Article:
With last week’s untimely passing of the great film critic Roger Ebert, the world must now turn to another writer who exhibits not only the same candor and elegance as Ebert, but more importantly, one who shares his ferocious love of movies. Here are six critics who have what it takes:
Last year, while we were all flip-flopping back and forth between Jessica Chastain and Jennifer Lawrence, David Edelstein was writing at least two -- and if he had his way, I’m sure more -- pleas for Rachel Weiss, calling her acting in The Deep Blue Sea, the “film performance of the year.” I dig this conviction. He stated his opinion and then stated it again. Edelstein is a passionate and often quite humorous writer who gives us what he’s got and is never pompous. He is the chief film critic for New York magazine.
Bright: on I Wish, “Calling I Wish a paean to the imaginative resources of children makes the movie sound more mawkish than it is. Koreeda’s compositions have a sympathetic detachment that Americans rarely value but is, for many Japanese, the whole point of art. That means you can contemplate the wonder in these glowing young faces without feeling as if you’re on an intravenous drip of corn syrup. The message is un-American, too -- that it’s wiser to make peace with the world into which you’ve been thrust than spend your time wishing for a better one.”
Scathing: on The Human Centipede II (Full Sequence), “The movie is a reductio ad absurdum, a sick joke taken to extremes, beginning with a goof on the notion that horror movies inspire copycats and ending with a test to determine whether some people will watch anything. I didn’t watch most of the last half-hour, preferring to let my eyes rest on the cringing faces of others in the room -- although that is a voyeuristic act, too, and possibly more perverse than looking at the carnage onscreen.”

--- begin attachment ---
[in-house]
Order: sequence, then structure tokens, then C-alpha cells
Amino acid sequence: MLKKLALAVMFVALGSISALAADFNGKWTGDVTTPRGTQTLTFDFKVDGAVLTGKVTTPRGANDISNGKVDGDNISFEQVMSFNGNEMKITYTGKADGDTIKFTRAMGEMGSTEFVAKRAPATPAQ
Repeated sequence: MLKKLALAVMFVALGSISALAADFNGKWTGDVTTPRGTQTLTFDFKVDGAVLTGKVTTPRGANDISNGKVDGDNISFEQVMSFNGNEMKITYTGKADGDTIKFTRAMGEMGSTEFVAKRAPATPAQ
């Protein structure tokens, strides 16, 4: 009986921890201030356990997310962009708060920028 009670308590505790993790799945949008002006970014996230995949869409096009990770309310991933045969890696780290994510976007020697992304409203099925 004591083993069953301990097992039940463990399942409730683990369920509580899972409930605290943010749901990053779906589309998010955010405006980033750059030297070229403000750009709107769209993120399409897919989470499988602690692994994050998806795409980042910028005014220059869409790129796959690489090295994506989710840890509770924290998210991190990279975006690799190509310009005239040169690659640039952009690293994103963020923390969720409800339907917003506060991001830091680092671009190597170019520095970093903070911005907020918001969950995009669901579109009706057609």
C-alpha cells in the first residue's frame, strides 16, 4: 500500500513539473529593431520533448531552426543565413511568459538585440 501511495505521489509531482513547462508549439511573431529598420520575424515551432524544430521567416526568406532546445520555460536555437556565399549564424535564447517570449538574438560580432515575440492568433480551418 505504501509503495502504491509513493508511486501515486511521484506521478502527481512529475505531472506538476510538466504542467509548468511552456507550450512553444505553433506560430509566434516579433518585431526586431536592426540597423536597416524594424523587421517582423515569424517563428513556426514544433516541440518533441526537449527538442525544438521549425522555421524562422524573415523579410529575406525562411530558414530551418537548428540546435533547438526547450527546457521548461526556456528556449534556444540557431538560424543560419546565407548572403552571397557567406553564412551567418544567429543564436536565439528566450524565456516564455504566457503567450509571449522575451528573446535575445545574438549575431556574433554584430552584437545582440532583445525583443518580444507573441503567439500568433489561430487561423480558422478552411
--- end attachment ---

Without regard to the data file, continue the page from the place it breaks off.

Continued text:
Although she is chief film critic for the New York Times alongside A.O.Scott, Manohla Dargis has managed to keep an intensely low public profile -- this photo is the only one I could find on the entire World Wide Web! She is perhaps one of the most graceful film critics we have today, her reviews melodic and earnest. I only wish she was a little more Ebert-everywhere than Salinger-stay-at-home.
Winner of the 2012 Pulitzer Prize for Criticism, Wesley Morris recently transitioned from film critic at the Boston Globe to full-time writer for the sports and pop culture website Grantland. From this adorable clip, you see his editor Martin Baron praise his writing as both “playful” and “explosive,” as Morris looks on, humbled and affected. Such a young, talented dude with such a shining road ahead of him.
From his reviews, it is evident Andrew O’Hehir is a creative writer. I am happily surprised at his consistent left turns of language and esoteric comparisons. While not always obviously stated, you get a sense O’Hehir enjoys evoking his own life experiences, which is totally charming. If he ever publishes a book of short stories, I’m there for sure. He is the film critic for Salon.
Bright: on The Perks of Being A Wallflower, “Fact is, much as you and I might want to protest that we were cooler than these kids, wherever and whenever we did our growing up, we probably weren’t. Partly I mean that the question of when you first heard a Velvet Underground record (insert your own limbo bar of coolness here) isn’t really important, and partly I mean that we too were fumbling around in the dark, trying things out, kissing the wrong people, standing up in the bed of that pickup truck and trying, for a second, to touch the infinite.”
“It means to look for anything that has life in it, anywhere,” David Denby replies when asked in an NPR interview what it means to be a film critic today. Denby, film critic for The New Yorker magazine, is a humanistic writer, one who realizes when a movie is superbly reflecting life and one who celebrates it through his words. He is aware of the status quo and does not sugar coat but instead, provides readers with a true glimpse of where we are as a society and where we are headed.
Bright: on The Hurt Locker, “The Hurt Locker is a small classic of tension, bravery, and fear, which will be studied twenty years from now when people want to understand something of what happened to American soldiers in Iraq.”
Not enough people read Slate, or at least, I don’t ever hear my peers talking about something I read on Slate. And it’s a shame because it truly is quite a great publication and Dana Stevens is at the center of its film criticism. Stevens recently published an obituary to Roger Ebert and when looking back, found a letter Roger Ebert wrote to her a long time ago. This alone is significant. Stevens wrote to Ebert for advice on how to be just like him when she was a young girl. Now, as a mature adult, she is well on her way.